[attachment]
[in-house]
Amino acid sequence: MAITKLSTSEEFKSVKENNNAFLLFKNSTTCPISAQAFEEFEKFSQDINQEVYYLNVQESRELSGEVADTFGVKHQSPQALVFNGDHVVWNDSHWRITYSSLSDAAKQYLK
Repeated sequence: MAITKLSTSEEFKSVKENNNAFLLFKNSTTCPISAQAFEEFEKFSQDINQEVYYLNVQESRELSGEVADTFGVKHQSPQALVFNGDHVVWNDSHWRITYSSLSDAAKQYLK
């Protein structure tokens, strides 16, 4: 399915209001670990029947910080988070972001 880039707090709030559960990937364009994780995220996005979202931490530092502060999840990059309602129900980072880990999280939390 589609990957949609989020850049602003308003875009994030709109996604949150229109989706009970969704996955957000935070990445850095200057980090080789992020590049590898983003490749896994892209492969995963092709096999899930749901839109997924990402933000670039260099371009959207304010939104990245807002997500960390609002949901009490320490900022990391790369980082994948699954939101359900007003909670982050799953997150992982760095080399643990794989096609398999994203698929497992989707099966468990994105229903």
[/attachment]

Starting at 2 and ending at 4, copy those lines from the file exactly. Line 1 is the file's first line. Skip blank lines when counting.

Amino acid sequence: MAITKLSTSEEFKSVKENNNAFLLFKNSTTCPISAQAFEEFEKFSQDINQEVYYLNVQESRELSGEVADTFGVKHQSPQALVFNGDHVVWNDSHWRITYSSLSDAAKQYLK
Repeated sequence: MAITKLSTSEEFKSVKENNNAFLLFKNSTTCPISAQAFEEFEKFSQDINQEVYYLNVQESRELSGEVADTFGVKHQSPQALVFNGDHVVWNDSHWRITYSSLSDAAKQYLK
């Protein structure tokens, strides 16, 4: 399915209001670990029947910080988070972001 880039707090709030559960990937364009994780995220996005979202931490530092502060999840990059309602129900980072880990999280939390 589609990957949609989020850049602003308003875009994030709109996604949150229109989706009970969704996955957000935070990445850095200057980090080789992020590049590898983003490749896994892209492969995963092709096999899930749901839109997924990402933000670039260099371009959207304010939104990245807002997500960390609002949901009490320490900022990391790369980082994948699954939101359900007003909670982050799953997150992982760095080399643990794989096609398999994203698929497992989707099966468990994105229903």